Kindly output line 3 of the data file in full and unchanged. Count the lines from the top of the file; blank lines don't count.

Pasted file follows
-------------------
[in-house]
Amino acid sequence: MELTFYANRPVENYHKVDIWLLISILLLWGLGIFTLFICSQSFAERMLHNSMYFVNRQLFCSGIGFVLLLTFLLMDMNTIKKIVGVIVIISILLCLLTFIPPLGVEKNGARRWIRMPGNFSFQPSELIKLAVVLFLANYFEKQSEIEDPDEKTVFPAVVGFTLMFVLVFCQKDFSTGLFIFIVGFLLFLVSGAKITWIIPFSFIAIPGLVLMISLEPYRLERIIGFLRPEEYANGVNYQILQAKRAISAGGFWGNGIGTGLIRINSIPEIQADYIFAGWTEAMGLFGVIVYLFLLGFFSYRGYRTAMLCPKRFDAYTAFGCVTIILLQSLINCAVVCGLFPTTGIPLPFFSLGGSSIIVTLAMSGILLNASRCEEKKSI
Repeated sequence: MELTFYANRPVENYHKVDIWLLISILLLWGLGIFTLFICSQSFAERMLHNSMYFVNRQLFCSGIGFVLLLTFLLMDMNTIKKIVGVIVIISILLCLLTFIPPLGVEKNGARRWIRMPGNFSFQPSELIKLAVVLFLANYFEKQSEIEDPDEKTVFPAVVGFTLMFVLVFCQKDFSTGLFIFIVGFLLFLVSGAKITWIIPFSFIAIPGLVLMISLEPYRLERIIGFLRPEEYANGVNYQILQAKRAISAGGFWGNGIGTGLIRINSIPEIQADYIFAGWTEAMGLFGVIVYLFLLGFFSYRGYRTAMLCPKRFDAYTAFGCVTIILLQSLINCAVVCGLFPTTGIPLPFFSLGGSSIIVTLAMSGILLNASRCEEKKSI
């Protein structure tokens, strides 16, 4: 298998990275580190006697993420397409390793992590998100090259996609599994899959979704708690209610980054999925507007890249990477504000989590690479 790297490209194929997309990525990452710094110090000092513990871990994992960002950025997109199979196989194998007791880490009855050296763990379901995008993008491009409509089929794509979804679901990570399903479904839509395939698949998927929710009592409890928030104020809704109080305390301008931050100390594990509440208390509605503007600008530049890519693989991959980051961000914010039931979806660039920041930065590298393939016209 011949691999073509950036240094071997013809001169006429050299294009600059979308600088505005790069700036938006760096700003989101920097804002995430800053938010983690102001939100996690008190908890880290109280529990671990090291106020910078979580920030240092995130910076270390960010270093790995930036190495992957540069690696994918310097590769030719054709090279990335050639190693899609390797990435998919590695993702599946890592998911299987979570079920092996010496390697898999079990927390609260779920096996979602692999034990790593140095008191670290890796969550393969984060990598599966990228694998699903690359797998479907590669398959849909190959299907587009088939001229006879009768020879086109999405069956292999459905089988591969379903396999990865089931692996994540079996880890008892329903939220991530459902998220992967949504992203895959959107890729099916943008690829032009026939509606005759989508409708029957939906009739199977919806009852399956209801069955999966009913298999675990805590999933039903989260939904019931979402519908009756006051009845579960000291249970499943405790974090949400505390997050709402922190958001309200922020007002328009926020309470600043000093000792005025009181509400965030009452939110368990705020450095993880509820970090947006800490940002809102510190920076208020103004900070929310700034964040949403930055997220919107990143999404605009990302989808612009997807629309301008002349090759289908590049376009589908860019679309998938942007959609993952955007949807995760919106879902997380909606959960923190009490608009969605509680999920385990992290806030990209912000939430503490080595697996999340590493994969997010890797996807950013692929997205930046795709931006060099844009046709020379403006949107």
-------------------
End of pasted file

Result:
Repeated sequence: MELTFYANRPVENYHKVDIWLLISILLLWGLGIFTLFICSQSFAERMLHNSMYFVNRQLFCSGIGFVLLLTFLLMDMNTIKKIVGVIVIISILLCLLTFIPPLGVEKNGARRWIRMPGNFSFQPSELIKLAVVLFLANYFEKQSEIEDPDEKTVFPAVVGFTLMFVLVFCQKDFSTGLFIFIVGFLLFLVSGAKITWIIPFSFIAIPGLVLMISLEPYRLERIIGFLRPEEYANGVNYQILQAKRAISAGGFWGNGIGTGLIRINSIPEIQADYIFAGWTEAMGLFGVIVYLFLLGFFSYRGYRTAMLCPKRFDAYTAFGCVTIILLQSLINCAVVCGLFPTTGIPLPFFSLGGSSIIVTLAMSGILLNASRCEEKKSI